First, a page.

Friday, June 17, 2011
Sermon from June 12, 2011; Acts 2:1-21
Rev. George Miller
June 12, 2011
(Sermon starts off bland & dry.) Today is Pentecost. It is the birthday of the Christian Church and the day that we celebrate the coming of the Holy Spirit.
Pentecost means “Feast of Weeks” and took place 50 days after Passover. All Jewish men within a 20 mile radius of the Temple were expected to attend.
It was around 9 a.m. in the morning when Peter and the apostles were together in one room when…
You know what? Forget this! (Tear up sermon and toss it into the air.)
Let me tell you a joke instead. Remember ‘Lil Ricky? Well, one day he came home from Sunday School. His Mom asked what he learned.
“Well,” Ricky said, “Our teacher told us how God sent Moses behind enemy lines on a rescue mission to lead the Israelites out of Egypt.
“When they got to the Red Sea, Moses had his army build a pontoon bridge and all the people walked across safely.
“Then Moses radioed headquarters for reinforcements. They sent bombers to blow up the bridge and all the Israelites were saved.”
Ricky’s mother was silent for a moment before she said “Now, is that really what your teacher taught you?”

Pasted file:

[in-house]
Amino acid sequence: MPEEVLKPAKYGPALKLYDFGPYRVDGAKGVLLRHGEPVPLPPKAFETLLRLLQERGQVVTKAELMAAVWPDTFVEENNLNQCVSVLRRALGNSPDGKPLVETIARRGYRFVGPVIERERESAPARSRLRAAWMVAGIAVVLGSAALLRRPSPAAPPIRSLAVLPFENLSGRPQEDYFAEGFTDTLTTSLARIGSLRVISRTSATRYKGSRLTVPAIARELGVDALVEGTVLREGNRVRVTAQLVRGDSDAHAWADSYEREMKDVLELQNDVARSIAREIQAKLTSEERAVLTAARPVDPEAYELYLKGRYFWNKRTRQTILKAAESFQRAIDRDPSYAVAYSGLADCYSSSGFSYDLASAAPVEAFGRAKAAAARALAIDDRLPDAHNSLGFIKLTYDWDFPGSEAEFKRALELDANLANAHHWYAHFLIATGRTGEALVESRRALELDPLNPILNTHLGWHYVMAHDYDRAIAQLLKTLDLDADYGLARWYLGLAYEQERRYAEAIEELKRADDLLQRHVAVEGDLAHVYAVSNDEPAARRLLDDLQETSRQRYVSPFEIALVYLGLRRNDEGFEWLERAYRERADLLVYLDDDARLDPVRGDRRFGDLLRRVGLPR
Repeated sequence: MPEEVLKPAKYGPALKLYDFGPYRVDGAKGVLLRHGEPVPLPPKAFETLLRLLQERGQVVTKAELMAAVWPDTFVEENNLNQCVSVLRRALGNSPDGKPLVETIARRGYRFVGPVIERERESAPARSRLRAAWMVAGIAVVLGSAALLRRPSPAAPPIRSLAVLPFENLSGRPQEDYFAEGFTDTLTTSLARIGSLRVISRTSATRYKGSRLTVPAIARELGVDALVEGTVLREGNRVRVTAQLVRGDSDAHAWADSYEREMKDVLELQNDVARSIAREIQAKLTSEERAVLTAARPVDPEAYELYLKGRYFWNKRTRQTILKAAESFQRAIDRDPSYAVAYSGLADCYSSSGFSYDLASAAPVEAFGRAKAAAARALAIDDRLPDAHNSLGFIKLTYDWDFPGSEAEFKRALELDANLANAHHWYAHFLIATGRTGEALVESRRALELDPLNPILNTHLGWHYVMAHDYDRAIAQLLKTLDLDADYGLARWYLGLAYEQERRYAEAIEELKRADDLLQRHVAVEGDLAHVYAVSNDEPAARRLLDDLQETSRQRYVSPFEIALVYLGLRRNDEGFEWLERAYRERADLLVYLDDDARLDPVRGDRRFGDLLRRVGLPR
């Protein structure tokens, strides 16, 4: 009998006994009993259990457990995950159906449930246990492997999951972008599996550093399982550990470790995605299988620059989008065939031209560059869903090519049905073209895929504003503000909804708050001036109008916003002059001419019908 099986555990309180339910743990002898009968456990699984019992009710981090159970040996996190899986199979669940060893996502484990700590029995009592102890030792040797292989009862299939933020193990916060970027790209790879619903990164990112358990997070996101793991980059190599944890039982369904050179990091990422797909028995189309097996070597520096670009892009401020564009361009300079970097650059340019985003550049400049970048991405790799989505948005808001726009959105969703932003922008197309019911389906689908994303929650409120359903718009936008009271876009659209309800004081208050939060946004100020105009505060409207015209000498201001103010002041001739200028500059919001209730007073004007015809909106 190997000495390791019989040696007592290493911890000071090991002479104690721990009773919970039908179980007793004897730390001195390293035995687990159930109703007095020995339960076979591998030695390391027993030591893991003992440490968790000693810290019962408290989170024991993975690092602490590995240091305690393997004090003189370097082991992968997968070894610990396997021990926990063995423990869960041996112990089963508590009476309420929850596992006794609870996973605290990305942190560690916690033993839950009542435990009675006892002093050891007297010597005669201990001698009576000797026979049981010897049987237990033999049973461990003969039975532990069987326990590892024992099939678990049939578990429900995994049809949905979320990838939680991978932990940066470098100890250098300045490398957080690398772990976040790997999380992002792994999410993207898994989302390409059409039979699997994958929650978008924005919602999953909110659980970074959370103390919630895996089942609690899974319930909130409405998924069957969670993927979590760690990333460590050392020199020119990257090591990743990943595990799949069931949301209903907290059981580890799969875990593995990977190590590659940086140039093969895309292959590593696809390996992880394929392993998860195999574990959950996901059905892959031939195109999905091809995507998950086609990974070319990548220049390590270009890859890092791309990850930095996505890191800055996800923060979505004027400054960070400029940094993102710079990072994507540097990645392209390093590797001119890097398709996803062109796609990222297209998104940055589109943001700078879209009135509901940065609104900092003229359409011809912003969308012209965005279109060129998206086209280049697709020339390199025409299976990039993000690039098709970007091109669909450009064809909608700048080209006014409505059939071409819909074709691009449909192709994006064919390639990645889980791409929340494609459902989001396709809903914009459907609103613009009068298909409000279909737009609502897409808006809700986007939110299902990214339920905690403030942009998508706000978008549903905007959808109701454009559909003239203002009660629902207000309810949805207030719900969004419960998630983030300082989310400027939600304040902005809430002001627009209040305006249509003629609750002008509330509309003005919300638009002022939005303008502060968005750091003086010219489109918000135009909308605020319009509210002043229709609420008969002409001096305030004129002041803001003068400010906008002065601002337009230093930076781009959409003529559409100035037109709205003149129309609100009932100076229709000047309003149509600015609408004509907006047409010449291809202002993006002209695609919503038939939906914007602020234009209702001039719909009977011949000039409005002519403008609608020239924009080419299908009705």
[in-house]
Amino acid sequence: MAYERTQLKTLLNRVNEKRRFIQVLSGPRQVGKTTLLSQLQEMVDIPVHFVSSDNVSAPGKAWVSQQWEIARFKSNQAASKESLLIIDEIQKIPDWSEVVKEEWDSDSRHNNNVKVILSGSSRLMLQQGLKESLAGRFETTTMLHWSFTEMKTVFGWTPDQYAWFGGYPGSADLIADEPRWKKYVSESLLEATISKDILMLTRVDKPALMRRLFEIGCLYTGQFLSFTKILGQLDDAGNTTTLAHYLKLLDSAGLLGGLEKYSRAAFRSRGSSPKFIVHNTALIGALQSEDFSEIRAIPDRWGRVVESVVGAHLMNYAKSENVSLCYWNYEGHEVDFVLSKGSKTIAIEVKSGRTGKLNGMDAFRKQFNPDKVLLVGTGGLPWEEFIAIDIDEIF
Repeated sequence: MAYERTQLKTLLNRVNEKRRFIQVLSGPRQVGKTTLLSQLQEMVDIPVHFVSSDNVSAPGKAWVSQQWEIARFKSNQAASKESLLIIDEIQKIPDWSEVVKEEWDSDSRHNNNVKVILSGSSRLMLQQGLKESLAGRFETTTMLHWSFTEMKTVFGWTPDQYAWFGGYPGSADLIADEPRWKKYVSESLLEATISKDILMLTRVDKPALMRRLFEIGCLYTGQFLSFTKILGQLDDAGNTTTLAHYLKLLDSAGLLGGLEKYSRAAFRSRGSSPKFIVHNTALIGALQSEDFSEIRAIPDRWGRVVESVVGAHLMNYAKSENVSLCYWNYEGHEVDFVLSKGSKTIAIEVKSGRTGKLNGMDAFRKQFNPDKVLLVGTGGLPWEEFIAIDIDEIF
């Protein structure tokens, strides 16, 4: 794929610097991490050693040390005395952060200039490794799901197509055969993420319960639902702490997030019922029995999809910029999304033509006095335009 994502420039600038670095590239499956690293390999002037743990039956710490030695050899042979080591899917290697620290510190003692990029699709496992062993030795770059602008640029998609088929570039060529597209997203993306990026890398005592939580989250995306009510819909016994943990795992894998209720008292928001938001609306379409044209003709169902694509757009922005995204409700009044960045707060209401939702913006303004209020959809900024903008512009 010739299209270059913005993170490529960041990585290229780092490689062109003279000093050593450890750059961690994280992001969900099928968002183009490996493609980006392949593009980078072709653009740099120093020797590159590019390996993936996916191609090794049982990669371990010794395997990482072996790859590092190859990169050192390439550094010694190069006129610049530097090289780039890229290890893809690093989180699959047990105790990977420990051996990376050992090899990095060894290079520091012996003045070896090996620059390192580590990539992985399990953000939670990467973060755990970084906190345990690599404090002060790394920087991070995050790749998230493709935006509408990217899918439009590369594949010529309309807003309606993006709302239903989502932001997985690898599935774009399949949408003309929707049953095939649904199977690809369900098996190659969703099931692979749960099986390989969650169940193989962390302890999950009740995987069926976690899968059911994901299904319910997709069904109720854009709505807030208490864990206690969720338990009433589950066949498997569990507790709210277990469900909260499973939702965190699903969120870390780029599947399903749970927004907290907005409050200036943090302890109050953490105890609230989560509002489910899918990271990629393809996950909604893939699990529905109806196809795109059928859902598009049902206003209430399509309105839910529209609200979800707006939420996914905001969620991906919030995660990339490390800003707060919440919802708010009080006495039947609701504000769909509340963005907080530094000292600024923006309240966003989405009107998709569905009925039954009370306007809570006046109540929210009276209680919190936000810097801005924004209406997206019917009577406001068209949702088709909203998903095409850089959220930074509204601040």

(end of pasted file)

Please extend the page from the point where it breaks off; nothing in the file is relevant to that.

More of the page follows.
“Well, no Ma,” he said, “But if I told it the way the he did, you’d never believe it!”
That’s a good jumping off part for today’s message, because Pentecost is about something so amazing, so astounding that there’s no real way to convey it within the confines of time, space or words.
Simply put, it is the day the Holy Spirit was poured out, allowing the Gospel to be heard in a way it had never been heard before.
The disciples and certain women had spent the previous days cooped up in the upper room. They stayed busy by selecting someone to replace Judas and by devoting themselves to prayer.
But there’s almost a sense that they were beginning to stagnate, keeping the Good News to themselves. They needed a reason, a boot in the pants to go out beyond their walls and to do the work of God.
God took care of that by sending them the Holy Spirit.
In doing so, the Gospel went out beyond the north and south, east and west, and it demanded a response, amazing some and making others sneer.
When this story is read, some may ask: “Did it really happen this way, with fiery tongues that rested on top of people?”
Others may state “Does it really matter, because somehow, something happened?”
Or would someone like ‘Lil Ricky describe this story in a way that was more believable?
What is this Holy Spirit?
It’s what Joel had prophesied about and what Jesus promised.